• High anxiety. Communication with others can often be a cause of stress and anxiety, whether on a stage or in a boardroom. That fear can often color our perception of how we think we are being understood by others or interpreting what others are communicating to us.

Being prepared to respond to these common cross-cultural communication breakdowns could be the difference between a Thanksgiving holiday with family members still being willing to be in the same room together by the end, or a project’s success or failure. 

How to serve people by serving yourself 

There are many ways to improve your Thanksgiving hosting skills. Take some cooking lessons. Learn directly from the guru, the great Martha Stuart. You can even call the Butterball hotline. And just like there are ways to train yourself to present your family with a better Thanksgiving experience, there are ways to improve your intercultural fluency as well.    

That June 2022 article on Indeed.com provides seven steps to improve your intercultural fluency.

  • Be self-aware. Be mindful of your own cultural strengths and biases that you bring to your team. Be proud of who you are and where you come from without discounting anyone else’s lived experience. 
  • Listen and observe. As annoying as it was when your mom went on and on about how you have “one mouth and two ears,” she was right. We gain a greater understanding of a situation and how others are reacting to it when we stop, quiet ourselves and use our eyes and ears to assess the situation.
  • Educate yourself. Work to understand your team members’ cultures. Read about it, seek out videos on YouTube, even ask them directly to teach you more about themselves. Pick something that helps them feel comfortable about sharing this part of themselves, perhaps asking them to bring in their favorite “traditional” dish for everyone to try.
  • Get involved in intercultural activities. Learn to salsa. Learn to make salsa. Go to a cookout (only if you’re invited). Attend a Diwali party. Work to give yourself a frame of reference that aligns with experiences your team members may view as a shining example of their cultural heritage. 
  • Get experience abroad. Look for opportunities to study or volunteer out of the country. If traveling is cost-prohibitive, find travel shows on the areas of the world from where your team members are born.
  • Improve your cultural awareness. Try to increase your capacity to connect with your team members through acknowledging you understand a little something about the culture from which they are from. Learn how to properly use words like “slap” in a “non-slaps-giving” context. (Seriously GenZers, I need your help.)  
  • Take classes. If you are working with a team whose members speak different languages, take a class or purchase a language program that will help you master proficiency or even a few key phrases. Take a class on African-American history, gender studies or comparative religion. It has really never been easier to find educational opportunities to improve your intercultural fluency.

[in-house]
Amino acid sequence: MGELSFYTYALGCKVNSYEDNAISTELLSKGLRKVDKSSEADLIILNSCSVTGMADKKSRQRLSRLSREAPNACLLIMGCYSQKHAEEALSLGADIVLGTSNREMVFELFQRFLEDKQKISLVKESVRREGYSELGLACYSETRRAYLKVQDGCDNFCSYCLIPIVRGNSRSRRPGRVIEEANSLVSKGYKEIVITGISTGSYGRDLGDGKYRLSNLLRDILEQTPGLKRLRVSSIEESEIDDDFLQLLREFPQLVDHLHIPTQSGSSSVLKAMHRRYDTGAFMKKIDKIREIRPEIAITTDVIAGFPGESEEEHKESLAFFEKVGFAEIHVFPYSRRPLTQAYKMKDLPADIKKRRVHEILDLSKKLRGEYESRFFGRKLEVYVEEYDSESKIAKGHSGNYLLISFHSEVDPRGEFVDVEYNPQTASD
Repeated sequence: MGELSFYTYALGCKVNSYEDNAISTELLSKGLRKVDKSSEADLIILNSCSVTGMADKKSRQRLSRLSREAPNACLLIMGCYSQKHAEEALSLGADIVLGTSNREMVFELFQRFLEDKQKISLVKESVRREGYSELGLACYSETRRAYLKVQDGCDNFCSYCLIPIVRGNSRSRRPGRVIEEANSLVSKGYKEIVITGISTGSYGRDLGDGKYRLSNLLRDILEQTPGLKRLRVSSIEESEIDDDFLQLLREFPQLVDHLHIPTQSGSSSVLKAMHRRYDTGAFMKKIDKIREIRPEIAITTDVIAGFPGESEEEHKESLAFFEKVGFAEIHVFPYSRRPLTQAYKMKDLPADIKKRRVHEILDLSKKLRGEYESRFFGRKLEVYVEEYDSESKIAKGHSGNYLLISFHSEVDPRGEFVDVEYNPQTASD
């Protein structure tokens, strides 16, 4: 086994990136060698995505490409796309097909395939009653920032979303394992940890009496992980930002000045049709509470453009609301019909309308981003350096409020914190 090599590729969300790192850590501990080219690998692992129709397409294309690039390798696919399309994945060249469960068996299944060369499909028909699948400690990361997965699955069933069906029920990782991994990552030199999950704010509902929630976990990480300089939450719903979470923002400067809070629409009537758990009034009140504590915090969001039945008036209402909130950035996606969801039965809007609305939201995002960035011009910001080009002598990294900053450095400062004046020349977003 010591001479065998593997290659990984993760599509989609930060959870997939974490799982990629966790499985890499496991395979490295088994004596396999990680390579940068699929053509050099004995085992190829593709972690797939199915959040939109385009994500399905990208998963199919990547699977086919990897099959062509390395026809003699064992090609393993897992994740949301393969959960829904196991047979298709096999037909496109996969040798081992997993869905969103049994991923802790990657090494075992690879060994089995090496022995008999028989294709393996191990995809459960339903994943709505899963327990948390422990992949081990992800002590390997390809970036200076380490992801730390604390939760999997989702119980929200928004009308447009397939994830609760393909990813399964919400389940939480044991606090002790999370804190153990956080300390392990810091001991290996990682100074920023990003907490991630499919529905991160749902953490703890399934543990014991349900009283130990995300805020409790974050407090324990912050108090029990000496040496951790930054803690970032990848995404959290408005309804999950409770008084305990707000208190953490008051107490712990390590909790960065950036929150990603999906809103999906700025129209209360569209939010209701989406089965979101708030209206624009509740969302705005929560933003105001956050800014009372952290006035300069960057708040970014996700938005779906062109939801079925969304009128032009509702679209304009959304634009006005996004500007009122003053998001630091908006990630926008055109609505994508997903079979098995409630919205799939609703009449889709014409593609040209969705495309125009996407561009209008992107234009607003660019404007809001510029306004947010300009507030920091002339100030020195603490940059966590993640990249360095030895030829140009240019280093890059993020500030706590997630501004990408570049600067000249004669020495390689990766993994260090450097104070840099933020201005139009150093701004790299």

Whether you take all of these steps or just one, the only way to grow in your intercultural fluency, or your Thanksgiving hosting, is to step out of your comfort zone and increase your capacity to serve your team members, your family and your community.

The joy of leftovers

There are few joys as pure as Thanksgiving Day leftovers. For some people, it is the opportunity to have pumpkin pie for breakfast (pumpkins are a vegetable, people.) For others it might be going temporarily vegetarian by eating sweet potatoes and green bean casserole for three to five post-holiday meals. Thanksgiving with your family and friends may only be for one night, but if you plan right, you should end up with a valuable set of leftovers to feast on for at least a couple days after the event.  

And just like those leftovers, the gains you make in your intercultural fluency will enrich your life outside of just the work setting. Maybe you learn that your newly found passion for the mambo also improves your blood pressure. Could be that learning to read the nonverbal cues of your colleagues makes it easier to pick up on those cues at home. It’s possible that your curiosity about your Boomer generation team member’s life experience opens up a whole new path of music appreciation for you. Like all of the power skills discussed in this series, improving yourself for successful interactions at work will pay dividends to other relationships in your life.  

But remember, as an act of intercultural fluency, if someone leaves a note on their post-Thanksgiving lunch in the office fridge, please don’t eat their turkey sandwich.